Additional ratings also come into play, as Start UK points out. For example, in the category of fridges and freezers, because most of today’s refrigerators score highly, the A to G scale has been extended to include A+, which is more efficient than A, and A++, being the most efficient.
Washing machines are frequently described with three letters, such as AAB. The first letter concerns efficiency, as measured for a fully loaded 60 degree C cycle, while the second refers to wash performance and the third to spin performance.
Appliances which carry the Energy Saving Recommended (ERC) label have been approved by the Energy Saving Trust. This means a product meets the ERC criteria of A+ and above for fridges, and AAA for washing machines.
The EU’s Ecolabel scheme is voluntary and indicates environmentally friendly products. While the energy efficiency requirements for this scheme may not be the toughest, the rules for qualifying for an EU Ecolabel include the life cycle of an appliance, including recyclability potential and chemicals released during the manufacturing process.
Source: Start UK (www.startuk.org)
What do these energy ratings mean?
Since the A energy rating for refrigeration products was introduced 17 years ago, the rating for fridges and freezers has been divided into three categories: A, A+ and A++. In the case of refrigeration unitsrated A+ and A++, these appliances are at least 25% more efficient than basic A rated units, with some A++ units being up to 60% more efficient. For washing machines, washer-dryers, tumble dryers and dishwashers, the ratings which appear on the labels indicate washing, spinning and drying efficiency in terms of the energy required. Some appliances are also rated for noise levels; the lower the number, the quieter the appliance in operation.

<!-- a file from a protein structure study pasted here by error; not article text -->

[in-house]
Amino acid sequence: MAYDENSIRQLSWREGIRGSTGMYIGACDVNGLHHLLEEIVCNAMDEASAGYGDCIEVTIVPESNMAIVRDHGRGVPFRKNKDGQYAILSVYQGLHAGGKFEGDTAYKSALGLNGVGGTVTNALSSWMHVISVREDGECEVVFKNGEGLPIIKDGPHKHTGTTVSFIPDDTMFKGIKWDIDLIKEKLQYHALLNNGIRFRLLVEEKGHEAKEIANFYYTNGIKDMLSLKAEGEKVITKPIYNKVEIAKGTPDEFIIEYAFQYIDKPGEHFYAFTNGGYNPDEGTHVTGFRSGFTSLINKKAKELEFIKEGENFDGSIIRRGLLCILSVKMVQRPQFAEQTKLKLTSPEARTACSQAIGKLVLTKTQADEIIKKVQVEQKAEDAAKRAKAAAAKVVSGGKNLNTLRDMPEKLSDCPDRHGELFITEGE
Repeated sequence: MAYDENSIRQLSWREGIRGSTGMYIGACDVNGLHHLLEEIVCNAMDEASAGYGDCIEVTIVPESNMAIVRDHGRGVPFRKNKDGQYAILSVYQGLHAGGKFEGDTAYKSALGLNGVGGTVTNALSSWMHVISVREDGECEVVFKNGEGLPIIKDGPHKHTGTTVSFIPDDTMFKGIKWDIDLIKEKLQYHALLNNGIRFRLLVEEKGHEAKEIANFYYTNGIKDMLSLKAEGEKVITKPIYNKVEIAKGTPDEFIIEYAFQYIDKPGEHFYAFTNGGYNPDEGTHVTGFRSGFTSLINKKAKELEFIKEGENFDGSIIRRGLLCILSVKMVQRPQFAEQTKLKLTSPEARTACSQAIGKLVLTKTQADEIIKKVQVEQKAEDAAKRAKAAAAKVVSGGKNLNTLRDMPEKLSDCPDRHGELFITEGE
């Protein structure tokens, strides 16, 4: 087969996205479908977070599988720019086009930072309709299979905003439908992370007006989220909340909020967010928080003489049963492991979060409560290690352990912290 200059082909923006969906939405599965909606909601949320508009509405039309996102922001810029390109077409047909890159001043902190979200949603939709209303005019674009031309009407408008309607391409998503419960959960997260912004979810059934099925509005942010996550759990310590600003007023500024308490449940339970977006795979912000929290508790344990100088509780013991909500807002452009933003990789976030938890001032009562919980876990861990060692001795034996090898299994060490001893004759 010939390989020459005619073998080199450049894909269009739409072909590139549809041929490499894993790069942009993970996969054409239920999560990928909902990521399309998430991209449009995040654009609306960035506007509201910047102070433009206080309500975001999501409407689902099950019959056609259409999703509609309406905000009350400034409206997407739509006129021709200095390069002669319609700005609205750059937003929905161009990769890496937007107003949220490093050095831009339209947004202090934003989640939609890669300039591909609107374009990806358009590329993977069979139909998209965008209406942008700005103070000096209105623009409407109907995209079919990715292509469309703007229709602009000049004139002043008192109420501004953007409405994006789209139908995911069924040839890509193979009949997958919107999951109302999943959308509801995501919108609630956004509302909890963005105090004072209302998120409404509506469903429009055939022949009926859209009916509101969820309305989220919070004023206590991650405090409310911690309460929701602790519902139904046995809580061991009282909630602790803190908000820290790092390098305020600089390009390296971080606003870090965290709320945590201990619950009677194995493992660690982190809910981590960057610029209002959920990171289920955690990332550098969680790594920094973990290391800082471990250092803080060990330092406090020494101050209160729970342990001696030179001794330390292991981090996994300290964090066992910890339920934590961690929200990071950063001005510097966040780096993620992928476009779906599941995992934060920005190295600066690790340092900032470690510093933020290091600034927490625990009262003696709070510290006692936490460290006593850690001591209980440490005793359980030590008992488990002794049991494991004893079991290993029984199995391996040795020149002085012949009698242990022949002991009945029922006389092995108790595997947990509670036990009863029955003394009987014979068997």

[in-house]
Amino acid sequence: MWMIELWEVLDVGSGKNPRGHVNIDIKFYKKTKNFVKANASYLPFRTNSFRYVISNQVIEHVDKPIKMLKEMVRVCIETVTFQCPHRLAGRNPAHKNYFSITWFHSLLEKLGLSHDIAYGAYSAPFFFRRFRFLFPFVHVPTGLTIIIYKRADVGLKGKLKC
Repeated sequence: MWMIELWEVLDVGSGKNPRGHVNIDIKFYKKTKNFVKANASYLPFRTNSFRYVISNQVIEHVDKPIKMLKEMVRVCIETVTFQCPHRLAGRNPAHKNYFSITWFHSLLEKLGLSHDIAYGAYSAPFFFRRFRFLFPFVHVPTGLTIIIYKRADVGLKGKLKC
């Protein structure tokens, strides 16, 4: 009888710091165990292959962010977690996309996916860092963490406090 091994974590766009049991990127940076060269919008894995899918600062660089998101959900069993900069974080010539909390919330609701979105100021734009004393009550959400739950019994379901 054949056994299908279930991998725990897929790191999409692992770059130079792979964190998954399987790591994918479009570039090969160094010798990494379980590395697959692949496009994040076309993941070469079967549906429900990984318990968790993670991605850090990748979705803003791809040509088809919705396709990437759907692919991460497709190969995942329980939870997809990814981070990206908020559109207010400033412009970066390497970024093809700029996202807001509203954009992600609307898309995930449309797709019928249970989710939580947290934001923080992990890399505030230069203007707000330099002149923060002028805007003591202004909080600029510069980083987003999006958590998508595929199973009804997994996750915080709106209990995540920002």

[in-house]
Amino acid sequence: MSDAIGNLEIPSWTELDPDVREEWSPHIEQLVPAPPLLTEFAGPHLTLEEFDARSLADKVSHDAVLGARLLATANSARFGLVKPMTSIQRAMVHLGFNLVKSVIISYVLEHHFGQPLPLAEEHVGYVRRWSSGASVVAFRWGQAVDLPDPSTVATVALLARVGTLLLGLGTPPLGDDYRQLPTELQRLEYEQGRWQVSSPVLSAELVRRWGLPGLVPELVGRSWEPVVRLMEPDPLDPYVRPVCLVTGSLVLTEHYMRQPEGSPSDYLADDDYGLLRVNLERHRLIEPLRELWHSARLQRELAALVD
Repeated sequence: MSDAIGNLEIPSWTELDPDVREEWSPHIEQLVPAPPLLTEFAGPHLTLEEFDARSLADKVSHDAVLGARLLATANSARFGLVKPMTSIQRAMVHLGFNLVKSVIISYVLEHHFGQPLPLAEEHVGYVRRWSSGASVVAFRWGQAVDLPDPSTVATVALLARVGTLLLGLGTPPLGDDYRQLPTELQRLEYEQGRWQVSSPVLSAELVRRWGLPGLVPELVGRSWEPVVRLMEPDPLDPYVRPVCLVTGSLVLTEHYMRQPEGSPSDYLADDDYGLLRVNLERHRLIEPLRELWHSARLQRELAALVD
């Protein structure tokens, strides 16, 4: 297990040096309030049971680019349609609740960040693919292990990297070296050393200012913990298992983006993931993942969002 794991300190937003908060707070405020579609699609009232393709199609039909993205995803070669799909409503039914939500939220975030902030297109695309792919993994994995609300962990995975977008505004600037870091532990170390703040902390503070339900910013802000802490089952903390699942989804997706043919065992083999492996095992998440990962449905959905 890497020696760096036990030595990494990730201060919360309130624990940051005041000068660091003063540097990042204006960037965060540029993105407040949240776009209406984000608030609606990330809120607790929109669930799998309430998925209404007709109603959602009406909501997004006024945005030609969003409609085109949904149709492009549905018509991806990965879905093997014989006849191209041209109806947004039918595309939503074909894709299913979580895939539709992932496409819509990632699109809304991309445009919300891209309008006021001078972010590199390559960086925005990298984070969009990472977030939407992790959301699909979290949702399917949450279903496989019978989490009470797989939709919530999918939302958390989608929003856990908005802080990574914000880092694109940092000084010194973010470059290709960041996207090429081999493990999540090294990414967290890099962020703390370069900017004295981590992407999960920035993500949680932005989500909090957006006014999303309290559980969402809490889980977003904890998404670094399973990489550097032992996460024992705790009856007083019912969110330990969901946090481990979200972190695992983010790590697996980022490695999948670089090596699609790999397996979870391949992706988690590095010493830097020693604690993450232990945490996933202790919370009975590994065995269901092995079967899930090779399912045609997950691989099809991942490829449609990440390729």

The future for energy ratings
With effect from 20 June 2011, the EU energy label will be updated. This means that refrigeration units, washing machines and dishwashers will be graded according to three ratings: A+, A++ and A+++. The label will also indicate kWh, the amount of energy used by a given appliance in an hour. For ovens and tumble dryers, the new labels will not come into force until the end of this year or into 2012.
“When it comes to energy ratings and domestic appliances, builders need to be sure the appliances they are specifying and installing comply with current EU energy regulations,” says Abbott. “Knowing the current state of play in the ever changing energy minefield, and being able to advise customers on energy and cost savings, allows builders to offer an extra level of service and boost their own green credentials.
“Low energy housing is here to stay and will get even tougher as the Government moves to reduce the UK’s energy profile,” he concludes. “There is no doubt that manufacturers will be encouraged to provide low energy/low water consumption products of ever increasing efficiency. As one of Europe’s largest domestic appliance manufacturers, Beko is particularly well placed to respond to this ongoing challenge.”